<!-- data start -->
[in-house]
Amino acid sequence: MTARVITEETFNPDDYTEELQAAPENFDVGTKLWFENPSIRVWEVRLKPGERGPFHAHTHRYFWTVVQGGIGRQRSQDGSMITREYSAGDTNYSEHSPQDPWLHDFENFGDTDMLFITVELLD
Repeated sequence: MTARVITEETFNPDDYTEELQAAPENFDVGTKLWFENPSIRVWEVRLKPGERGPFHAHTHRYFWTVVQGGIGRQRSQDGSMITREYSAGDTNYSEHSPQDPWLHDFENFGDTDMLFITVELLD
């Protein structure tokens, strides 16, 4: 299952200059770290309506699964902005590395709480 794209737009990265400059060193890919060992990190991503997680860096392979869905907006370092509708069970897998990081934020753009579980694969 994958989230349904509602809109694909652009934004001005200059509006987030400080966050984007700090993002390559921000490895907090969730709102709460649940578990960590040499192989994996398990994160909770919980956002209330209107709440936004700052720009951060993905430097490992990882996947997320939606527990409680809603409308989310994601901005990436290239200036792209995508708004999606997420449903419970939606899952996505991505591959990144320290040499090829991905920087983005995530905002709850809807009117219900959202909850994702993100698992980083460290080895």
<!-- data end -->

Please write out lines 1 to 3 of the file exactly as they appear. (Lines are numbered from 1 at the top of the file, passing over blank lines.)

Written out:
[in-house]
Amino acid sequence: MTARVITEETFNPDDYTEELQAAPENFDVGTKLWFENPSIRVWEVRLKPGERGPFHAHTHRYFWTVVQGGIGRQRSQDGSMITREYSAGDTNYSEHSPQDPWLHDFENFGDTDMLFITVELLD
Repeated sequence: MTARVITEETFNPDDYTEELQAAPENFDVGTKLWFENPSIRVWEVRLKPGERGPFHAHTHRYFWTVVQGGIGRQRSQDGSMITREYSAGDTNYSEHSPQDPWLHDFENFGDTDMLFITVELLD